Sketchbooks are a vital tool and practice for the art room and you can purchase them or make them. Incorporating simple bookbinding techniques is a great way to get students hands-on during the first week of school. It instills ownership in their drawing journey, introduces simple bookbinding techniques, and refines fine motor skills.
Here are some tips for making your own sketchbooks:
- Use binder clips and copy paper.
- Recycle scrap paper and discarded artwork for sketchbook pages.
- Use binder rings and a hole punch.
- Collect cardboard cereal boxes for covers.
- Use pocket folders with metal prongs.
Provide pre-made pages for students to include in their sketchbooks. While this may take a little more intentionality and planning upfront, it will be less work once the school year gets hectic—your students will have activities loaded and ready to go!
Here are some examples of pre-made pages:
- Blank tables or charts for students to make value scales with different mediums and techniques.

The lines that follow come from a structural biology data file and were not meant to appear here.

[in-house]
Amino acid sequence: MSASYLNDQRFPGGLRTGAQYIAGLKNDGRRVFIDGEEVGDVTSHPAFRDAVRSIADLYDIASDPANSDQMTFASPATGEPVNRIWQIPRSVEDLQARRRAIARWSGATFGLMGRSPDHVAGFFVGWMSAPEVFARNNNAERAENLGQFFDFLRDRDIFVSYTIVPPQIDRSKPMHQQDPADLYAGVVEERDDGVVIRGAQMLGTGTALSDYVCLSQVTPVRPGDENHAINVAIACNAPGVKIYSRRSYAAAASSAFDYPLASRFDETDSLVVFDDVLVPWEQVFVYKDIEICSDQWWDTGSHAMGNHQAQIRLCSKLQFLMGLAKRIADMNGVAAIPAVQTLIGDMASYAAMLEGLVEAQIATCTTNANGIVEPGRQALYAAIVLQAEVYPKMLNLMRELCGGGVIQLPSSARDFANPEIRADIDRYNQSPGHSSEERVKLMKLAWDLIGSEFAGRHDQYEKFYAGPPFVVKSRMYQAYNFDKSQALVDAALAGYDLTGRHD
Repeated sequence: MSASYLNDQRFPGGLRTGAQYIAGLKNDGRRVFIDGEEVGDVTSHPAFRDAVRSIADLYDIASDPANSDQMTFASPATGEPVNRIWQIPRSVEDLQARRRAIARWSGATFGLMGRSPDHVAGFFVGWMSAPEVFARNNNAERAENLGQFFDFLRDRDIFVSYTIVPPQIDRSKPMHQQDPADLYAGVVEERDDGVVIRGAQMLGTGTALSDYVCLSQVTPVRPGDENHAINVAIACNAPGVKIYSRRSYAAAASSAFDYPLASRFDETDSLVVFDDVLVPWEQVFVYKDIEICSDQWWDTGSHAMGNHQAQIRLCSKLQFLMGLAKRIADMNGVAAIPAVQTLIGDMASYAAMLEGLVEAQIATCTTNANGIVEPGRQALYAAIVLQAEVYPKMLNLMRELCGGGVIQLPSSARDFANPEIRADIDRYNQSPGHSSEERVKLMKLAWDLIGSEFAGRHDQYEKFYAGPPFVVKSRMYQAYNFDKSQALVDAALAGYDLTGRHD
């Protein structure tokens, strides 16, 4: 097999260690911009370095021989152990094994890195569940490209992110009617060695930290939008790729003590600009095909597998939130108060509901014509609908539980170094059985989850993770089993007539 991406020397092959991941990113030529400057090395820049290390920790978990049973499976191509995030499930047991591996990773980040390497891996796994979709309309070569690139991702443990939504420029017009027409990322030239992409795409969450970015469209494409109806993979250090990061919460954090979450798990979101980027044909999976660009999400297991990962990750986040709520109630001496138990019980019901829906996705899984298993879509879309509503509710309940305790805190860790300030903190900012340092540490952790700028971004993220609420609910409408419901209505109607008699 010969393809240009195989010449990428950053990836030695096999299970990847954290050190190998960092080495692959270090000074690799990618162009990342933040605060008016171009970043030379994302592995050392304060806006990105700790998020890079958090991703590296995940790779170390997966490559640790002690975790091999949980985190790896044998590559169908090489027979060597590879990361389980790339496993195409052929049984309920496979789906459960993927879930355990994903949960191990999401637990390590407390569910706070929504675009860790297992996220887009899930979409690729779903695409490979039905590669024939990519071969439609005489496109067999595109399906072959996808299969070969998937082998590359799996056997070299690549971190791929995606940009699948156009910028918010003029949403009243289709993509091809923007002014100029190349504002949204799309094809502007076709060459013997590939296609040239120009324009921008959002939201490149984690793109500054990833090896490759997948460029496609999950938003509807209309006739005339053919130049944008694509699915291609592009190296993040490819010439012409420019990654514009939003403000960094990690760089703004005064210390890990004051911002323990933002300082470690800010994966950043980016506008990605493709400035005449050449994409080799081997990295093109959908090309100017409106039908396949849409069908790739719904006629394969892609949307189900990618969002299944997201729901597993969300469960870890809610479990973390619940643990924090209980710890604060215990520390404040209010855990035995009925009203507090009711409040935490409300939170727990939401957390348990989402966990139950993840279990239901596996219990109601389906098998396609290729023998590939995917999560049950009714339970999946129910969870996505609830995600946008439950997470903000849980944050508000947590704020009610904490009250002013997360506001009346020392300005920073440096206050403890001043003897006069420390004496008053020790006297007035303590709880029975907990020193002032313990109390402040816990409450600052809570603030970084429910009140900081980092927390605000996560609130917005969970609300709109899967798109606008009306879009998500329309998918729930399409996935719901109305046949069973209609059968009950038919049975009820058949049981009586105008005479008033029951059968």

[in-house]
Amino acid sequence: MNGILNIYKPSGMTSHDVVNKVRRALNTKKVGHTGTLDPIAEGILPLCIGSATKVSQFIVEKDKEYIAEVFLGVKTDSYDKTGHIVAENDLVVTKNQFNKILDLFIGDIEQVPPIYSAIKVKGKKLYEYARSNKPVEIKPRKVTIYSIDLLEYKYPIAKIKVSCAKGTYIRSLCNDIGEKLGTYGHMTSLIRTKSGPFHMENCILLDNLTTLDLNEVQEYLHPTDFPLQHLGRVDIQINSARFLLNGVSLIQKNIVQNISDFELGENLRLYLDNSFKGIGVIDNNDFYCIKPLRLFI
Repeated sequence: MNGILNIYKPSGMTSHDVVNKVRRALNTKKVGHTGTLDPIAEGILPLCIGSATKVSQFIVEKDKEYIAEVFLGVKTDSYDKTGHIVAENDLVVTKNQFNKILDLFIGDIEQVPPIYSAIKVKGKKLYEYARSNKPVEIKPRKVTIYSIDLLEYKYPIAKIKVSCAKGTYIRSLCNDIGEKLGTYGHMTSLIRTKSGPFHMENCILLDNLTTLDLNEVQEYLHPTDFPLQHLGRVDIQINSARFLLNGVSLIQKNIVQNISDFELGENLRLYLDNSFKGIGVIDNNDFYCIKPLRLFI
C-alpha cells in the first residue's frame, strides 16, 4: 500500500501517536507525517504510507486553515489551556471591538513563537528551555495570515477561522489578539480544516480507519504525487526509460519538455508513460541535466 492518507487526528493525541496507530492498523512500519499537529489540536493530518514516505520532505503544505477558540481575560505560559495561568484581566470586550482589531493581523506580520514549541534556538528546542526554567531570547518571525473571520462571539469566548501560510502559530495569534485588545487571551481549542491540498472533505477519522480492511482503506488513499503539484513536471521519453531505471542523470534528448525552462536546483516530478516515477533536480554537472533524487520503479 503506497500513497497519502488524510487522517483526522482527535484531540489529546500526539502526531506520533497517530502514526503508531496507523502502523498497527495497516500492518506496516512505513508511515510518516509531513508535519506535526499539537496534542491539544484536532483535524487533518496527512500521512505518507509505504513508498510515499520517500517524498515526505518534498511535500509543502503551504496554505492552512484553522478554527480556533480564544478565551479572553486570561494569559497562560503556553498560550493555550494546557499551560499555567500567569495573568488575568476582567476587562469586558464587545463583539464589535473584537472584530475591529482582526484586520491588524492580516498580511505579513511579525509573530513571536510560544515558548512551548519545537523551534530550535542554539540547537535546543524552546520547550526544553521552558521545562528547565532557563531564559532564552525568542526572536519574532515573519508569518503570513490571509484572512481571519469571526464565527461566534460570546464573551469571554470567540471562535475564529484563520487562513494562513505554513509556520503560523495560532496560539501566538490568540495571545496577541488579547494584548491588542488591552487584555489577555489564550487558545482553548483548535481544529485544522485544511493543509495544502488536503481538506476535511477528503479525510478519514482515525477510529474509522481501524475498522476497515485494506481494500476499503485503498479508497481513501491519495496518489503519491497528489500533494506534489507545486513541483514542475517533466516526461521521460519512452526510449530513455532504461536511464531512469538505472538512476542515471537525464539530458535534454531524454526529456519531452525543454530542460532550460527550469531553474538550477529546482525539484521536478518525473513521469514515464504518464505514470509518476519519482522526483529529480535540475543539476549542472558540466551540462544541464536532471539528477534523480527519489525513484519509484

- Simple shapes students can shade with different color schemes and mediums.
- Finish the picture prompts for students to tap into creative thinking.
- Blank pages for practice space, drawing prompts, and sketchnotes.
- Blank squares and rectangles for thumbnail sketches.
- Artist Bios from FLEX Curriculum for students to read and annotate.
- Lined pages for notes and reflection.
- Elements and Principles of Art handouts for students to reference all year.
- Coloring pages that capture a classroom mantra.
Drawing prompts are a great way to get students to use their sketchbooks! Post one each day to warm up students’ creative drawing muscles. Add one as a pre-made sketchbook page for students to select from as an early finisher activity.
Here are tons of drawing prompts so you don’t have to start from the ground up:
Get more sketchbook support in the Sketchbook Ideas that Really Work Pack in PRO Learning.
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